Songbirds have a species number close to that of mammals and are classic models for studying speciation and sexual selection. Sex chromosomes are hotspots of both processes, yet their evolutionary history in songbirds remains unclear. We characterized genomes of 11 songbird species, with 5 genomes of bird-of-paradise species. We conclude that songbird sex chromosomes have undergone four periods of recombination suppression before species radiation, producing a gradient of pairwise sequence divergence termed ‘evolutionary strata’. The latest stratum was probably due to a songbird-specific burst of retrotransposon CR1–E1 elements at its boundary, instead of the chromosome inversion generally assumed for suppressing sex-linked recombination. The formation of evolutionary strata has reshaped the genomic architecture of both sex chromosomes. We find stepwise variations of Z-linked inversions, repeat and guanine–cytosine (GC) contents, as well as W-linked gene loss rate associated with the age of strata. A few W-linked genes have been preserved for their essential functions, indicated by higher and broader expression of lizard orthologues compared with those of other sex-linked genes. We also find a different degree of accelerated evolution of Z-linked genes versus autosomal genes among species, potentially reflecting diversified intensity of sexual selection. Our results uncover the dynamic evolutionary history of songbird sex chromosomes and provide insights into the mechanisms of recombination suppression.

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Data availability

Genome sequencing and RNA-seq data generated in this study have been deposited in the NCBI SRA under PRJNA491255. The raw genomic reads of Paradisaea raggiana are available in the CNGB Nucleotide Sequence Archive (https://db.cngb.org/cnsa;​ accession ​number CNP0000186). The genome assemblies are available under NCBI BioProject portal (PRJNA491255). The IDs of W-linked scaffolds are included in Supplementary Table 10.

Code availability

Custom scripts and pipelines used in this study have been deposited at Github (https://github.com/lurebgi/BOPsexChr).

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Publisher’s note: Springer Nature remains neutral with regard to jurisdictional claims in published maps and institutional affiliations.


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We thank the Smithsonian Institute (G. Graves), Australian National Wildlife Collection, CSIRO Sustainable Ecosystems (L. Joseph), Museum Victoria, Australia (J. Sumner), Division of Vertebrate Zoology Yale University, Peabody Museum of Natural History (K. Zyskowski) for tissue samples; and E. Scholes for discussions on BOP. We also acknowledge the support from Science for Life Laboratory, the National Genomics Infrastructure (NGI), Uppmax. L.X. is supported by the uni:docs fellowship programme from University of Vienna. M.I. is supported by the Swedish Research Council (grant no. 621-2014-5113). Q.Z. is supported by National Natural Science Foundation of China (grant nos. 31722050 and 31671319), the Fundamental Research Funds for the Central Universities (grant no. 2018XZZX002-04) and start-up funds from Zhejiang University. The computational analyses were performed on CUBE cluster from Department of Computational System Biology of University of Vienna and Vienna Scientific Cluster.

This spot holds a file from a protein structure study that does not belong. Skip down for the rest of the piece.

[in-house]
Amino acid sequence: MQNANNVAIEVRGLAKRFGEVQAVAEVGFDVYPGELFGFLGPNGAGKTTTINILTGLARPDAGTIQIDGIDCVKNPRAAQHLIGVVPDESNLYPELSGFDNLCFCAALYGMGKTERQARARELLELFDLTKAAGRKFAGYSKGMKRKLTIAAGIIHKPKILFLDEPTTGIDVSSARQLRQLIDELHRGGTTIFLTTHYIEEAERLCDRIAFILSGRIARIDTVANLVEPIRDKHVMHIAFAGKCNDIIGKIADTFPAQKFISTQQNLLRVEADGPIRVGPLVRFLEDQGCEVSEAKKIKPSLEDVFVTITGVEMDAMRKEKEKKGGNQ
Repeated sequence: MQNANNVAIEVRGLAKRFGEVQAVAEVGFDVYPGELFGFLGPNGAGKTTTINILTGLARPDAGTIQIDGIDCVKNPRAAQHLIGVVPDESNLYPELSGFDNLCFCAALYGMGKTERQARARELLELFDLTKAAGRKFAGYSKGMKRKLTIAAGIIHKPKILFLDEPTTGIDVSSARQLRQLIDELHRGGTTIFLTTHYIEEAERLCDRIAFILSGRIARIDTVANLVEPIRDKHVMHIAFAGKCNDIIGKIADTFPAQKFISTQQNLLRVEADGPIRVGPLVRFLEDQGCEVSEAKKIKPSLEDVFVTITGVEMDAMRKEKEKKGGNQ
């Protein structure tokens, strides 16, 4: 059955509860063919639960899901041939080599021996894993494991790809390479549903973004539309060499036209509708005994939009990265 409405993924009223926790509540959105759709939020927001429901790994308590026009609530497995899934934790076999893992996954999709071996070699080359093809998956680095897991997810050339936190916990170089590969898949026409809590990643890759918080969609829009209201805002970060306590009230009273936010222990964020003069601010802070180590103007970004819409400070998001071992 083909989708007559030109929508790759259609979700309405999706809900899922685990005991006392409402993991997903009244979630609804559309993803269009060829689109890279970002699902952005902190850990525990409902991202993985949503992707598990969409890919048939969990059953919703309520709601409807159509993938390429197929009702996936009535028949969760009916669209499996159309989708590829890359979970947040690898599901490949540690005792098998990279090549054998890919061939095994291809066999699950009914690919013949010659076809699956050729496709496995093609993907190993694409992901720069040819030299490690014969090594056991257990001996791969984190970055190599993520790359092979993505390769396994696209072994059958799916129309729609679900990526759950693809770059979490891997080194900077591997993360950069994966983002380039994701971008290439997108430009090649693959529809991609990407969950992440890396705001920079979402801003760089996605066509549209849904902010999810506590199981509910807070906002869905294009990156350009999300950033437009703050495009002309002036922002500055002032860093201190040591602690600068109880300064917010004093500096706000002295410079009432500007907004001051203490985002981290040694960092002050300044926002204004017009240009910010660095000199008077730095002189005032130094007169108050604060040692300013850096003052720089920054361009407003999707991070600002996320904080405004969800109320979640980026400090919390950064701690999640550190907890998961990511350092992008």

Author information


  1. MOE Laboratory of Biosystems Homeostasis & Protection, Life Sciences Institute, Zhejiang University, Hangzhou, China

    • Luohao Xu
    •  & Qi Zhou
  2. Department of Molecular Evolution and Development, University of Vienna, Vienna, Austria

    • Luohao Xu
    • , Gabriel Auer
    •  & Qi Zhou
  3. Department of Evolutionary Biology, Evolutionary Biology Centre, Uppsala University, Uppsala, Sweden

    • Valentina Peona
    •  & Alexander Suh
  4. China National Genebank, BGI-Shenzhen, Shenzhen, China

    • Yuan Deng
    • , Shaohong Feng
    •  & Guojie Zhang
  5. BGI-Shenzhen, Shenzhen, China

    • Yuan Deng
    •  & Shaohong Feng
  6. State Key Laboratory of Genetic Resources and Evolution, Kunming Institute of Zoology, Chinese Academy of Sciences, Kunming, China

    • Guojie Zhang
  7. Section for Ecology and Evolution, Department of Biology, University of Copenhagen, Copenhagen, Denmark

    • Guojie Zhang
  8. Department of Bioinformatics and Genetics, Swedish Museum of Natural History, Stockholm, Sweden

    • Mozes P. K. Blom
    •  & Martin Irestedt
  9. Museum für Naturkunde, Leibniz-Institut für Evolutions- und Biodiversitätsforschung, Berlin, Germany

    • Mozes P. K. Blom
  10. National Marin Science Centre, Southern Cross University, Coffs Harbour, New South Wales, Australia

    • Les Christidis
  11. School of BioSciences, University of Melbourne, Parkville, Victoria, Australia

    • Les Christidis
  12. Department of Integrative Biology, University of California, Berkeley, Berkeley, CA, USA

    • Stefan Prost
  13. LOEWE-Center for Translational Biodiversity Genomics, Senckenberg, Frankfurt, Germany

    • Stefan Prost


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Q.Z. and M.I. conceived the project. L.X., Q.Z., G.A., V.P., Y.D., S.F., G.Z., M.B. and S. P. performed the analyses. Q.Z., L.X., A.S., L.C. and M.I. wrote the paper.

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The authors declare no competing interests.

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Correspondence to Martin Irestedt or Qi Zhou.

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